Tony Abbott is starting a nine day charity bike ride. That’s nine days of Abbott in lycra on the news. Oh my eyes, it burns, it burns!

Here’s a thought ol’ Tones: get off the fucking bike and start doing your job. Yes, that’s right, the job we are paying you for. And you might want to start thinking about developing some policies.

Pfft. Political lightweight. All trousers and no pants.

16 responses to “NOOOOOOooooooooooo……….

  1. Maybe there will be some divine intervention and he will come up with legitimate policies during the 9 days in the saddle with his lycra-covered package on show to the world…

    On the subject on politicians, what did you think of the Kate Ellis magazine spread?

    • Yeah, right, and maybe I’ll finish my doctorate next month… (I started five weeks ago, so completely impossible.)

      You mean the one in Grazia? I’ve only seen the news story about it – seen, not read – so I have no idea about the content of the article, but I’m all for politicians getting more people interested in politics.

  2. Amused that every supporter of a government bemoans an opposition for “Not having policy details” in the run up to an election campaign when we all know that non opposition of any flavour ever releases the detail until the campaign proper begins because they seek to maximize its effect in the minds of the voters.

    If the sight of Tony in his bike gear offends you then think instead of the money forcharity , just as it has don in the last dozen years.

    Finally doing a long bike ride , or even a long walk is a very good time for meditation of deep thinking so in this case you may fine that Tone actually is working on the details of that policy anyway.

    • Just because I’m not a Liberal voter, don’t assume I’m a Labor voter.

      And it’s not Tony in lycra that offends me (although I’d rather not see it), but the “look at me, I am awesomely manly” attitude that goes with it. That is what I don’t care for because I know it includes a whole heap of sexist beliefs about women.

      And finally, the policy point. Tony’s been in the job for a while now and what have we got? An ill-thought out parental leave plan that wasn’t discussed with his colleagues, a cap on migration that also wasn’t discussed with his colleagues and a giant backwards leap on climate change. Ten bucks says tomorrow’s story will be Hockey admitting he’s been approached for the leadership because they’re sick of another leader who doesn’t consult.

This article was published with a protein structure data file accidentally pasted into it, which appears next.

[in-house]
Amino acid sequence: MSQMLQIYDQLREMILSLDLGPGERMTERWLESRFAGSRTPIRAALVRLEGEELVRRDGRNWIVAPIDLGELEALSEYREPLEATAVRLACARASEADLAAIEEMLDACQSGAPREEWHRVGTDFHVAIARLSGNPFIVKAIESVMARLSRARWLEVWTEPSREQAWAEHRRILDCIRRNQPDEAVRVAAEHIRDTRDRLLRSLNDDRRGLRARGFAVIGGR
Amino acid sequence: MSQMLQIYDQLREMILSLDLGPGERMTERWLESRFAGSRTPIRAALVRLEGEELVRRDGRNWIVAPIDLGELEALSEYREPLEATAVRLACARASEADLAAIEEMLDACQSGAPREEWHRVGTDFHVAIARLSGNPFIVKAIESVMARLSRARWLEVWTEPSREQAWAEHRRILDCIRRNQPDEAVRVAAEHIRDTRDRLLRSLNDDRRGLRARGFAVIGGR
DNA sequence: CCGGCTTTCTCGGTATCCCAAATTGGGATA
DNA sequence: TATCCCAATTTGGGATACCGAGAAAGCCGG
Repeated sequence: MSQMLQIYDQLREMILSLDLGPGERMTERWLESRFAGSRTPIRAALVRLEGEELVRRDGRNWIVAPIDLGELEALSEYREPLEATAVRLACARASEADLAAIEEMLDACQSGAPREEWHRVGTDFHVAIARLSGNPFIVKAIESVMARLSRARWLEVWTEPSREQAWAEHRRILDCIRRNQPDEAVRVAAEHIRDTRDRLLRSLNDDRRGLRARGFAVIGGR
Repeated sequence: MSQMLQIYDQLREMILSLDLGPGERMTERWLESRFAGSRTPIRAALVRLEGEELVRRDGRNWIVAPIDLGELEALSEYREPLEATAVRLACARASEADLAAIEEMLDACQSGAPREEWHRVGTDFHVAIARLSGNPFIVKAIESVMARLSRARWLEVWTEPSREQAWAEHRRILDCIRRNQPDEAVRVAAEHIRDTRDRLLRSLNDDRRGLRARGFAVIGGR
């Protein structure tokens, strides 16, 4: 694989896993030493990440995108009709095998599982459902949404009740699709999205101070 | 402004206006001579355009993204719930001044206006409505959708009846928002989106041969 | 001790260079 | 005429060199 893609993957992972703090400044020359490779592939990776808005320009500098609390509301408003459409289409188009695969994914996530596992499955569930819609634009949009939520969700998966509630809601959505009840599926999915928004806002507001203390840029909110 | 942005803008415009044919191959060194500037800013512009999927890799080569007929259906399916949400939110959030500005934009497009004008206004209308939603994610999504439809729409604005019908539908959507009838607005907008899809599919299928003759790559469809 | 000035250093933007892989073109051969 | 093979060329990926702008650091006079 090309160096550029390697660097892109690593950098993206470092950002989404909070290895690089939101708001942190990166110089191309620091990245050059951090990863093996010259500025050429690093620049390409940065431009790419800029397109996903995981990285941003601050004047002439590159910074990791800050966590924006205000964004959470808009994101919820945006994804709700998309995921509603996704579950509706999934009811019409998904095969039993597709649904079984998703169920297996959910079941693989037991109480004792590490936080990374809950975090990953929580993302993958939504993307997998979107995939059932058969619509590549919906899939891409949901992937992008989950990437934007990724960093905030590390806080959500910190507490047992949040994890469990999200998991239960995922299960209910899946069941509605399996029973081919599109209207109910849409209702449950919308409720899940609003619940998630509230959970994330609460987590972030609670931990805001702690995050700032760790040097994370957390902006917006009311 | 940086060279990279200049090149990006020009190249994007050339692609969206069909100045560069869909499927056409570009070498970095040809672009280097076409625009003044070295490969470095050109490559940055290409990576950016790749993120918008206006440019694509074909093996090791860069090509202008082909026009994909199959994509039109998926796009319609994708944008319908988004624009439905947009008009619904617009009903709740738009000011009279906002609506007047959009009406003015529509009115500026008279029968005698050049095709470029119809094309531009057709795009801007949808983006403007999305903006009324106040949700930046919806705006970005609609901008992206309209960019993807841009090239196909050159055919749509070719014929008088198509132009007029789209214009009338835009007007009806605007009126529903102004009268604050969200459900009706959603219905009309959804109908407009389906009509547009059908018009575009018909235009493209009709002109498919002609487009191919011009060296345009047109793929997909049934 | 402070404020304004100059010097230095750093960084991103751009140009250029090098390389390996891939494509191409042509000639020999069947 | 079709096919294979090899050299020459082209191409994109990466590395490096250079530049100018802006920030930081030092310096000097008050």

• I assume your Liberal Party membership is all up to date Iain?

    • this may be true but he is not exactly building consensus with his party is he if he does all his formulation alone aloft a bike saddle? I have heard of ‘policy on the run’ but TA takes this to a whole new level.

      • I think the whole “well if you don’t like the Liberal Party you must be a Labor voter” mentality is exactly the problem we have been discussing.

        If The Greens can be restructured and shed the tree hugging/save a whale image to be taken as a serious political alternative for those “narrower minded” voters, I think there is a sensational opportunity for change. The biggest hurdle will be overcoming the stereotypical misconception of what a Greens voter is. Can it happen?

        The idea of GetUp becoming a political party was mooted on this blog recently. It’s a subject I’d love to see debated further, either on here or in a more formal setting. There is so much public disillusion and resentment towards the existing parties, maybe it is time for a new party. Fresh blood and fresh thoughts. If it is what the people of Australia want however, they need to follow through and vote for change come election time – there is no point doing what you have always done, getting the same political result and then whinging and bitching for the next 3 years.

        • Umm Get Up are more than likely funded by the ALP I got a flyer from them once and they rated the ALP’s Climate Change credentials as better than the Greens. That’s like saying that the Democrats rate more highly in far right policy.
          Speaking of the Democrats, they were (or are) the serious kind of alternative you speak of and they got obliterated.
          It’s sad that we’ve become a nation of two serious parties and a collective of nut jobs of various persuasions.
          Oh and I also agree that Mr Abbott is lacking a bit on the policy front, however I am lost on one point (from NWN) I don’t think that being manly automatically carries with it the requirement to be sexist (although at times it is clear that Mr Abbott is) to me that is a generalisation about men which is of itself sexist. Or was it an observation directly attributable to Mr Abbott? I’m not trying to argue just seeking some clarification.

          • Kimsonof, it was directly referring to Abbott. I know plenty of manly men who aren’t sexist. As for GetUp, I’m not sure about the flyer you’re talking (writing) about, but all the emails I get from them are about forcing the Government to do better. They could very well get funding from the ALP. After all, the SA Attorney-General (and general anti-fun guy) funds a group that says video games are like cancer.

            (Congrats on the wedding, by the way. Sounds like it was a pretty good day.)

  3. dihstawrtid

    The trouble with the greens is that they know that they will never govern so they try to attract all of the far left fringe dwellers and in doing so they lose the voters in the middle which means that they will never govern….